Taylor Patskanick Participates in Virtual Panel for Boston College School of Social Work

by Adam Felts

AgeLab Technical Associate Taylor Patskanick participated in a virtual panel hosted by the Boston College School of Social Work for social work students and graduates interested in careers in aging. Patskanick was one of several professionals who spoke about her work at the AgeLab and what job seekers should expect from the field during COVID-19.

Patskanick discussed working in an interdisciplinary environment at the AgeLab, collaborating with psychologists, engineers, computer scientists, and designers. She noted the importance of being aware of the particular value-add she brings as one of two social workers on a multi-faceted research team. The AgeLab, she said, focuses on understanding issues and phenomena related to aging, but is more broadly concerned with understanding the experiences of people of all ages—from how the “oldest old” are aging today to how younger generations, Millennials and Gen Z, expect to age.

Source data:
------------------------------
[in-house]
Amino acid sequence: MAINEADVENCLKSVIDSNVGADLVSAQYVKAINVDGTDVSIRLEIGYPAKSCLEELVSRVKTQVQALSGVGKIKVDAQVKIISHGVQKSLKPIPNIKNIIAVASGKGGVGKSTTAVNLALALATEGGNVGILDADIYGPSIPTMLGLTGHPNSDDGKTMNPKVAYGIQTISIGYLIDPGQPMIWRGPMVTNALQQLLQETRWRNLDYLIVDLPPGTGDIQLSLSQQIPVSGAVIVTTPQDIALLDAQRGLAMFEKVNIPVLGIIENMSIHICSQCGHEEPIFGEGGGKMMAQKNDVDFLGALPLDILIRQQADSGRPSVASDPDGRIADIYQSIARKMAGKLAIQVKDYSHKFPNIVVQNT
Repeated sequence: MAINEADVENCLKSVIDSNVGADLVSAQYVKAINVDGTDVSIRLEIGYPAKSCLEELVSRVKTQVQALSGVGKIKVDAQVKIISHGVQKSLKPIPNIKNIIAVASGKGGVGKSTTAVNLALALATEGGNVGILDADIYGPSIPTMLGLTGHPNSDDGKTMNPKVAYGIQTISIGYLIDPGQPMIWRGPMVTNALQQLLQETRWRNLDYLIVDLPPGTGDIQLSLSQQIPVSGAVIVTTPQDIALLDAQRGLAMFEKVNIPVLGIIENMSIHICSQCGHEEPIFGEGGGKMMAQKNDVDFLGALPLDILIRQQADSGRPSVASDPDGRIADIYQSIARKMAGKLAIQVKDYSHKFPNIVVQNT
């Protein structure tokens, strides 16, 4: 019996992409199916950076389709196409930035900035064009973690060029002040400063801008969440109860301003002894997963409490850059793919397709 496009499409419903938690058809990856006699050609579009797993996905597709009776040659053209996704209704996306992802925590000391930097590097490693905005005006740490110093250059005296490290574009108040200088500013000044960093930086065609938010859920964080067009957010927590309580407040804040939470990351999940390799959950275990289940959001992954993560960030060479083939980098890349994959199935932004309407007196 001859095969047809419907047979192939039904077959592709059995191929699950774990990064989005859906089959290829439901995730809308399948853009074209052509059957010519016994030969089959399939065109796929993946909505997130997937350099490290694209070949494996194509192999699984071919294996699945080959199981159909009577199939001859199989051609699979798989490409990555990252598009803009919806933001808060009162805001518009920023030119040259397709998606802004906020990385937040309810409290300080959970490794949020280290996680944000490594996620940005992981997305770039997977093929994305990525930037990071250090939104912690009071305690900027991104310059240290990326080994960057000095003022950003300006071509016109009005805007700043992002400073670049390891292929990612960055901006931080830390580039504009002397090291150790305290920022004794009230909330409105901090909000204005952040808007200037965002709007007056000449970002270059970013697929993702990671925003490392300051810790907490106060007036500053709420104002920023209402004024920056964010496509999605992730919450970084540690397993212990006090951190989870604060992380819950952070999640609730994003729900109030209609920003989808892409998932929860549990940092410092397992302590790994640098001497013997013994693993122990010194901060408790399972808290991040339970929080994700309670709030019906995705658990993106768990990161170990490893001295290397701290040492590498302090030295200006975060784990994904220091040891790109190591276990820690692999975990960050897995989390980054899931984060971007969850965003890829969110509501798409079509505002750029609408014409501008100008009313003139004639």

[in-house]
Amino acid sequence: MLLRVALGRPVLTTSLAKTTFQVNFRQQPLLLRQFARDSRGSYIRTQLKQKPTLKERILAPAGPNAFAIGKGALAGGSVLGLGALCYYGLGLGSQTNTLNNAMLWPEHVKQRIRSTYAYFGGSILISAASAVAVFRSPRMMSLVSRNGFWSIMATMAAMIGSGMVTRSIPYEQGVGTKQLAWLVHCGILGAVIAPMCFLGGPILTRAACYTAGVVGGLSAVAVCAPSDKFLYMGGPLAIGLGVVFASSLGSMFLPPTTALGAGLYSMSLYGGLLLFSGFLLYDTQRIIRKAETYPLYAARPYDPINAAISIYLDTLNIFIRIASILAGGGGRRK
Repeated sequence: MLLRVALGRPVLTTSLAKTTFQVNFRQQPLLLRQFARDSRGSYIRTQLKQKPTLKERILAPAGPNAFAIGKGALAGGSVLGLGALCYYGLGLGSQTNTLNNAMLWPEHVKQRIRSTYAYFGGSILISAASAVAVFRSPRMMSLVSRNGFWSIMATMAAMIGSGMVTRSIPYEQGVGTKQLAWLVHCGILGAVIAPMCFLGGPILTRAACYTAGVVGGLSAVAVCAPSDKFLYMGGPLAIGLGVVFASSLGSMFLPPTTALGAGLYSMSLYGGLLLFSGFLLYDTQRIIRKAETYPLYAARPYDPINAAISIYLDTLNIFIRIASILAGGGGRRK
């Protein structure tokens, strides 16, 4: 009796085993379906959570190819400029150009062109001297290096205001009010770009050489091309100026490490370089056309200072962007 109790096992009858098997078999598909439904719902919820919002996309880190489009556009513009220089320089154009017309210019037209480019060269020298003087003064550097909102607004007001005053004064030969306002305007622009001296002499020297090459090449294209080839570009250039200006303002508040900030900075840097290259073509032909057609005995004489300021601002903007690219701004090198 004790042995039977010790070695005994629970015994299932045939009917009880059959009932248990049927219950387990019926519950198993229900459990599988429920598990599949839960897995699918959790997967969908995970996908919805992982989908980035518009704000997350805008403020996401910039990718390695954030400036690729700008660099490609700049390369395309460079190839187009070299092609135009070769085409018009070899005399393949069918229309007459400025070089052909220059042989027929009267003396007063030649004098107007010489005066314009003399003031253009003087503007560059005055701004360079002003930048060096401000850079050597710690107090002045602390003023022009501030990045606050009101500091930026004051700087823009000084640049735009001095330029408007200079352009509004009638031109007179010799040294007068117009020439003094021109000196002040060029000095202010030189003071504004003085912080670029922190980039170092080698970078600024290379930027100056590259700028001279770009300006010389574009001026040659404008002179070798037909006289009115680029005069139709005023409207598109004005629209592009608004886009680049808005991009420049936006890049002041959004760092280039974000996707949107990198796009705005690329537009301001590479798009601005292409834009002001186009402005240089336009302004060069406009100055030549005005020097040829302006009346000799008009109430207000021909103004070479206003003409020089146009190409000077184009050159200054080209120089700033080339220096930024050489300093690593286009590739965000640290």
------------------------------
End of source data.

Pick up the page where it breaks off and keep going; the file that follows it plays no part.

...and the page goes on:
Speaking about the prospects for emerging professionals seeking careers in aging, Patskanick cautioned that COVID-19 and its impacts would likely influence their early career path. “The timing may not be what you expect, and your first post-grad job may not be your dream job,” she said. Collectively, she said, the U.S. is currently closer to the base of Maslow’s hierarchy of needs – closer to subsistence than to aspiration.  But even if a professional’s first job is not exactly what they envisioned, “it will teach you something,” Patskanick said. “And given what we know about longevity, it will also be a part of what’s going to be a lifelong career of working and learning.”

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About the Author

Photo of Adam Felts
Adam Felts

Adam Felts is a researcher and writer at the MIT AgeLab. Currently he is involved in research on the experiences of family caregivers and the future of financial advice. He also manages the AgeLab blog and newsletter. He received his Master's in Fine Arts in Creative Writing from Boston University in 2014 and his Master's of Theological Studies from Boston University in 2019.

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